2023 Fiscal Year-End Approaches: Consider These Tips - Expat Community

2023 Fiscal Year-End Approaches: Consider These Tips

Nov 24, 2023 | Costa Rica, News & Articles | 0 comments

The 2023 fiscal year-end is approaching, and the Costa Rican College of Public Accountants advises taxpayers to review their tax records and economic activities before the upcoming deadline on December 31 to avoid penalties. Dunia Zamora, the organization’s president, emphasizes the importance of not waiting until the last days of the year to ensure that accounting is up to date with the relevant supporting documents.

 

 

Among the recommendations provided are:

 

  • Conducting transfer pricing studies for economic groups.
  • Confirming income tax withholdings made by card terminals and the government, suggesting the request for certifications to verify accuracy.
  • Ensuring that salary amounts match those reported to the Costa Rican Social Security Fund (CCSS) and the National Insurance Institute (INS).
  • Maintaining records of professional service contracts and related invoices indicating the provided services.
  • Possessing an auxiliary record of properties, furniture, and equipment.
  • Completing a physical inventory.
  • Providing bank account statements to the accountant.
  • Verifying that income tax withholdings on salaries, dividends, or remittances to foreign suppliers have been completed.
  • Having documentation for payments and contracts related to foreign income to confirm capital origin and yields obtained abroad.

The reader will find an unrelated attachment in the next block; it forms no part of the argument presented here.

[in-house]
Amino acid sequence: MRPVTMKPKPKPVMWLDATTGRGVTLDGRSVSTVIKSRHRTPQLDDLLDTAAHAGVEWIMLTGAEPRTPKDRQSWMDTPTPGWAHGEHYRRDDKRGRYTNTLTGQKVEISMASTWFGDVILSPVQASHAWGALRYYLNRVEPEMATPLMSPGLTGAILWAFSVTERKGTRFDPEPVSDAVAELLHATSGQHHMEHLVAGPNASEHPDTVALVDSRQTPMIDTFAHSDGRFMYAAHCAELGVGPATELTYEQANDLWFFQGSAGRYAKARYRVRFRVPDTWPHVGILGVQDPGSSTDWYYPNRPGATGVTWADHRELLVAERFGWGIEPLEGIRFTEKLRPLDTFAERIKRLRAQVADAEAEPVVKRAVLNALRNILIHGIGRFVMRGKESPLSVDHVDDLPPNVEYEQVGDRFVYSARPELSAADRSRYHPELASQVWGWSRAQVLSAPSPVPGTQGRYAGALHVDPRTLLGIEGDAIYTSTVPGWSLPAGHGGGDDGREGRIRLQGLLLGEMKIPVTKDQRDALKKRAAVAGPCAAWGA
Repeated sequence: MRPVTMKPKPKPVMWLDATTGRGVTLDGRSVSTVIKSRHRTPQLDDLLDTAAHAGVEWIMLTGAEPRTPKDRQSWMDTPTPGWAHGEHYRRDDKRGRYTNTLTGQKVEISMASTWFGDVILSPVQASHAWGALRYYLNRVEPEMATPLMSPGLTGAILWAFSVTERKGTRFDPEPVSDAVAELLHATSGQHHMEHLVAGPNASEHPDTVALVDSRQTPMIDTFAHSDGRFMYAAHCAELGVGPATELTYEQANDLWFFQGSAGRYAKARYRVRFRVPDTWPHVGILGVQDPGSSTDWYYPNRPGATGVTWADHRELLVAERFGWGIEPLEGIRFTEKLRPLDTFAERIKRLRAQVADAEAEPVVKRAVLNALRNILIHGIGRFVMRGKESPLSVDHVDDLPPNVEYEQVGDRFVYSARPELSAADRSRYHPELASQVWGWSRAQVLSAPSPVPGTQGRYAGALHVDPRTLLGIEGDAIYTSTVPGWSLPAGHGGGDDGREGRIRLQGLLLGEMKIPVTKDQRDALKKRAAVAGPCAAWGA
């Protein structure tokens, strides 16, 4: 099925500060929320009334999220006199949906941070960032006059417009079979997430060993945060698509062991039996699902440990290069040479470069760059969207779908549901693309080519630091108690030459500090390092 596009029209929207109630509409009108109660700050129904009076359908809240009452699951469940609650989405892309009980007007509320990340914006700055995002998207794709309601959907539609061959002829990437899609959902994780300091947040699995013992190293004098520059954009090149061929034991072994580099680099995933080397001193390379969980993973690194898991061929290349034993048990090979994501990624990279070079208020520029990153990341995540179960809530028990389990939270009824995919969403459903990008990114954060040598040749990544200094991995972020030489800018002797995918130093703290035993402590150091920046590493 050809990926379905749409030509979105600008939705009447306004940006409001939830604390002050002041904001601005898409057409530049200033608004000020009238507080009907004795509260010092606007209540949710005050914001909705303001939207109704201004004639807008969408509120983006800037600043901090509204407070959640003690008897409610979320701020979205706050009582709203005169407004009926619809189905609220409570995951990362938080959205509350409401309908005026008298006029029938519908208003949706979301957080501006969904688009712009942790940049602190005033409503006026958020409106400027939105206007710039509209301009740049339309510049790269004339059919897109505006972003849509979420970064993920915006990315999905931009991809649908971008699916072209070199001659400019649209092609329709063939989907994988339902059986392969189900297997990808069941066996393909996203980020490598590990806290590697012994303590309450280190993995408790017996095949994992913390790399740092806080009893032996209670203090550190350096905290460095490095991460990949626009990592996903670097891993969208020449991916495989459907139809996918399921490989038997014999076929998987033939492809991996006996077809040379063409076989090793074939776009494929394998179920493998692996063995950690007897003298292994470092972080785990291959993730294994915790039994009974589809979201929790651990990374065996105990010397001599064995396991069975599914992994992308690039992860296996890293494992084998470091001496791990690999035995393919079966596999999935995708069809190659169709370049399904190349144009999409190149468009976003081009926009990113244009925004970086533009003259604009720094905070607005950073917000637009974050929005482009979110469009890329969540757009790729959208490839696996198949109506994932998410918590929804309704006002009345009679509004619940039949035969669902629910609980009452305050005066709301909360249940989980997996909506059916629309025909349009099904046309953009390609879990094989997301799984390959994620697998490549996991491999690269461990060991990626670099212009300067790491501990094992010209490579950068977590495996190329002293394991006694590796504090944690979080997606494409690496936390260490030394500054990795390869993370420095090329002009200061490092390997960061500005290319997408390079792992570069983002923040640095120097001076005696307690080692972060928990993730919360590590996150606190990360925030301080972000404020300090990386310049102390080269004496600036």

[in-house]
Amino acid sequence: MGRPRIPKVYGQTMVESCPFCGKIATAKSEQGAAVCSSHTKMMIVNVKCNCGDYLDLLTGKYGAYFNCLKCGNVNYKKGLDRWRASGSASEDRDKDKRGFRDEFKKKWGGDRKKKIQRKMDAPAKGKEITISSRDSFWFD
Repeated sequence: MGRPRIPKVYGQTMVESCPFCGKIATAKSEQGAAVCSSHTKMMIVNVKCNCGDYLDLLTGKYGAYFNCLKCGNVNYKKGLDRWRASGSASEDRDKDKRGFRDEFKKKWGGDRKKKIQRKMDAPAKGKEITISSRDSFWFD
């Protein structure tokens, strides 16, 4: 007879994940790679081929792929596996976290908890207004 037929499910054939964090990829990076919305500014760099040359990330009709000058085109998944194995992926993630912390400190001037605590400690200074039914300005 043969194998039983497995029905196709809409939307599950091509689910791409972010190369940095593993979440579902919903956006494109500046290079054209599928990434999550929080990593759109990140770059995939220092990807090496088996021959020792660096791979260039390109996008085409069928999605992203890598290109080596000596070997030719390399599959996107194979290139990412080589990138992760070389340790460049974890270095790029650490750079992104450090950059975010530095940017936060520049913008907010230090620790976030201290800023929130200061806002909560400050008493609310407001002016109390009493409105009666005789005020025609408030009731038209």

• Obtaining certifications from an authorized public accountant for non-withholding on dividends, inventory reduction and disposal, deductible in-kind donations, and others.
  • Verifying the completion of all electronic invoices for sales and purchases.
  • Ensuring documentation for cross-border service purchases (such as internet or cloud services), including the platform invoice and card payment proof.
  • Having loan contracts in Spanish.
  • Checking the interest expense limit for loans.
  • Separating taxable income and expenses for income tax on profits from those that are not, such as real estate incomes.
  • For small and medium-sized enterprises (SMEs) registered with the Ministry of Economy, Industry, and Commerce (MEIC) or the Ministry of Agriculture and Livestock (MAG), verifying eligibility for income tax reductions.
  • Checking tax status with the Ministry of Finance.

 

 

Zamora highlights the importance of businesses that have ceased economic activities completing their de-registration to avoid issues, including potential fines. The Ministry of Finance’s ATV platform will undergo maintenance and updates. The Tax Standards and Procedures Code establishes sanctions for taxpayer non-compliance, and if sanctioned, taxpayers must use the D-116 form for self-liquidation of administrative offense penalties through the ATV (Virtual Tax Administration). Zamora explains that penalty calculations are based on a percentage of a judicial assistant’s base salary, with the current rate from January 1 to December 31, 2023, being ¢462,200.00. It is essential for taxpayers to have a clear understanding of tax processes.

 

CRHOY – https://www.crhoy.com/economia/viene-el-cierre-fiscal-2023-tome-en-cuenta-estos-consejos/

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